* Transformations can be represented as 3x3 matrices:
a b 0
c d 0
tx ty 1
* A point is represented as a vector, [x y 1]
* Points are transformed by post-multiplying the vector by a
transformation matrix:
[x y 1] | a b 0 | a,b,c,d scale and rotate
| c d 0 | tx,ty translate
| tx ty 1 |
* Alternatively, the transformation can be written as formulae:
x' = ax + cy + tx
y' = bx + dy + ty
* Translation matrix: Scaling matrix: Rotation matrix:
1 0 0 sx 0 0 cos a sin a 0
0 1 0 0 sy 0 -sin a cos a 0
tx ty 1 0 0 1 0 0 1
* Negative scale factors can be used to reflect a picture around an axis
* If a picture (graphical element) is not centered at the origin, then
scale and rotate also translate the image
* A sequence of matrix operations can be concatenated (through matrix
multiplication) to form a single matrix which achieves the same effect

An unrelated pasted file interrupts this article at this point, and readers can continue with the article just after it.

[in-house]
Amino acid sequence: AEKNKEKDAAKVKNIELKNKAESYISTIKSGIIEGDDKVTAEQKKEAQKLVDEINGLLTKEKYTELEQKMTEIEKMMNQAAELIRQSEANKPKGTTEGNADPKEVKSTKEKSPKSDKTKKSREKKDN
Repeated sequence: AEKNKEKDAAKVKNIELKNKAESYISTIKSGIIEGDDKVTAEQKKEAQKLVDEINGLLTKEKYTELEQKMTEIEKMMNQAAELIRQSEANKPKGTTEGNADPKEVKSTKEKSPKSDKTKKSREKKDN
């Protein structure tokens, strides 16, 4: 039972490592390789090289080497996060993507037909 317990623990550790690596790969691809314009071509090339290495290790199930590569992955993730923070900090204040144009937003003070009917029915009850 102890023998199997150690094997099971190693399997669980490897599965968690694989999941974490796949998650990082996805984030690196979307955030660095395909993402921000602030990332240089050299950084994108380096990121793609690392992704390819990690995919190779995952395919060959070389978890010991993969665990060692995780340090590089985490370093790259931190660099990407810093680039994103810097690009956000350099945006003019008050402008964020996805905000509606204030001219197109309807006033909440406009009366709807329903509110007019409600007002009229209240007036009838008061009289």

* More efficient at runtime since only one vector X matrix mult is performed
* Each of the translate, scale and rotate operators concatenate the desired
transformation matrix to the Current Transformation Matrix (CTM)
CTM' = T X CTM where T is a transformation matrix
* We must apply transformations in the correct order -- matrix multiplication
is *not* commutative
* With multiple levels of graphical structure (e.g., a scene graph), we
must save the CTM before calling instancing transformations
* A "safe" sequence of operations is:
1. Save current (instancing) transformation (gsave)
2. Concatenate one or more instancing transformations (translate, ...)
3. Draw the subpart (call a function to draw something)
4. Restore the original (instancing) transformation (grestore)